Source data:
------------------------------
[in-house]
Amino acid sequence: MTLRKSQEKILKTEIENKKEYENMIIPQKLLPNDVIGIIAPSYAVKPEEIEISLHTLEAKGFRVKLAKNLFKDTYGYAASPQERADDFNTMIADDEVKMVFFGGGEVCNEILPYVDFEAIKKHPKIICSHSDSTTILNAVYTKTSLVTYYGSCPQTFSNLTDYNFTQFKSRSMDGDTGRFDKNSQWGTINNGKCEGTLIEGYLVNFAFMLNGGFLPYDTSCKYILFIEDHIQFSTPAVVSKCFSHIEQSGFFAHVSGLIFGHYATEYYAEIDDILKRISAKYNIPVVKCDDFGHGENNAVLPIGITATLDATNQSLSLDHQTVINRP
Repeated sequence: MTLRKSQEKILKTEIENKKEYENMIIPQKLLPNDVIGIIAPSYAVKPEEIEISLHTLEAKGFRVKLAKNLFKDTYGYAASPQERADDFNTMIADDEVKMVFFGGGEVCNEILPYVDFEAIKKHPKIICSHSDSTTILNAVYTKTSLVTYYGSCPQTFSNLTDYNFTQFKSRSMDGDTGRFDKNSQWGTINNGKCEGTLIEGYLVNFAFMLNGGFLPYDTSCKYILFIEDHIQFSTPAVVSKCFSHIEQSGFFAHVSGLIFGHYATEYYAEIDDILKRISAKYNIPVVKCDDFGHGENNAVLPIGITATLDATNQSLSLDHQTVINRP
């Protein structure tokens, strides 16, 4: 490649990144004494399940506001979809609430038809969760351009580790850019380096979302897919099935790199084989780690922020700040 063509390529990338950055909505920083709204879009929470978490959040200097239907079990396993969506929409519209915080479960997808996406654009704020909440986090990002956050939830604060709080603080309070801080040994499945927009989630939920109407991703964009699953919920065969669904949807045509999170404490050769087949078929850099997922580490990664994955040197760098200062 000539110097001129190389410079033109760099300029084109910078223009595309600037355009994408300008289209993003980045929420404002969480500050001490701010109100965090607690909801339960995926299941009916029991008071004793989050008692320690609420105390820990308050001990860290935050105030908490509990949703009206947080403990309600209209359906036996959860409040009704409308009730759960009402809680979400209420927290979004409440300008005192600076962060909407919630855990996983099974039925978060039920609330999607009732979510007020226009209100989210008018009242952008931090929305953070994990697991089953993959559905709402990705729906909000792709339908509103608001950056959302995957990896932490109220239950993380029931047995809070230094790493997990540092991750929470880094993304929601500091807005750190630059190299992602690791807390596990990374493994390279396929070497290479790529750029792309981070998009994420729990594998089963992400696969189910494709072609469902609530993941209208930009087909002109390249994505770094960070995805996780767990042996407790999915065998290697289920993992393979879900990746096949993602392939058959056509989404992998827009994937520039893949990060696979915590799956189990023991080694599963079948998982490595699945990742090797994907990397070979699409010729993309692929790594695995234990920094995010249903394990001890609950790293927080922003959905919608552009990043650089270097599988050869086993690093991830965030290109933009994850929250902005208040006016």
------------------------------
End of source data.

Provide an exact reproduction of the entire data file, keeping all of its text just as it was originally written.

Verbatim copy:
[in-house]
Amino acid sequence: MTLRKSQEKILKTEIENKKEYENMIIPQKLLPNDVIGIIAPSYAVKPEEIEISLHTLEAKGFRVKLAKNLFKDTYGYAASPQERADDFNTMIADDEVKMVFFGGGEVCNEILPYVDFEAIKKHPKIICSHSDSTTILNAVYTKTSLVTYYGSCPQTFSNLTDYNFTQFKSRSMDGDTGRFDKNSQWGTINNGKCEGTLIEGYLVNFAFMLNGGFLPYDTSCKYILFIEDHIQFSTPAVVSKCFSHIEQSGFFAHVSGLIFGHYATEYYAEIDDILKRISAKYNIPVVKCDDFGHGENNAVLPIGITATLDATNQSLSLDHQTVINRP
Repeated sequence: MTLRKSQEKILKTEIENKKEYENMIIPQKLLPNDVIGIIAPSYAVKPEEIEISLHTLEAKGFRVKLAKNLFKDTYGYAASPQERADDFNTMIADDEVKMVFFGGGEVCNEILPYVDFEAIKKHPKIICSHSDSTTILNAVYTKTSLVTYYGSCPQTFSNLTDYNFTQFKSRSMDGDTGRFDKNSQWGTINNGKCEGTLIEGYLVNFAFMLNGGFLPYDTSCKYILFIEDHIQFSTPAVVSKCFSHIEQSGFFAHVSGLIFGHYATEYYAEIDDILKRISAKYNIPVVKCDDFGHGENNAVLPIGITATLDATNQSLSLDHQTVINRP
């Protein structure tokens, strides 16, 4: 490649990144004494399940506001979809609430038809969760351009580790850019380096979302897919099935790199084989780690922020700040 063509390529990338950055909505920083709204879009929470978490959040200097239907079990396993969506929409519209915080479960997808996406654009704020909440986090990002956050939830604060709080603080309070801080040994499945927009989630939920109407991703964009699953919920065969669904949807045509999170404490050769087949078929850099997922580490990664994955040197760098200062 000539110097001129190389410079033109760099300029084109910078223009595309600037355009994408300008289209993003980045929420404002969480500050001490701010109100965090607690909801339960995926299941009916029991008071004793989050008692320690609420105390820990308050001990860290935050105030908490509990949703009206947080403990309600209209359906036996959860409040009704409308009730759960009402809680979400209420927290979004409440300008005192600076962060909407919630855990996983099974039925978060039920609330999607009732979510007020226009209100989210008018009242952008931090929305953070994990697991089953993959559905709402990705729906909000792709339908509103608001950056959302995957990896932490109220239950993380029931047995809070230094790493997990540092991750929470880094993304929601500091807005750190630059190299992602690791807390596990990374493994390279396929070497290479790529750029792309981070998009994420729990594998089963992400696969189910494709072609469902609530993941209208930009087909002109390249994505770094960070995805996780767990042996407790999915065998290697289920993992393979879900990746096949993602392939058959056509989404992998827009994937520039893949990060696979915590799956189990023991080694599963079948998982490595699945990742090797994907990397070979699409010729993309692929790594695995234990920094995010249903394990001890609950790293927080922003959905919608552009990043650089270097599988050869086993690093991830965030290109933009994850929250902005208040006016």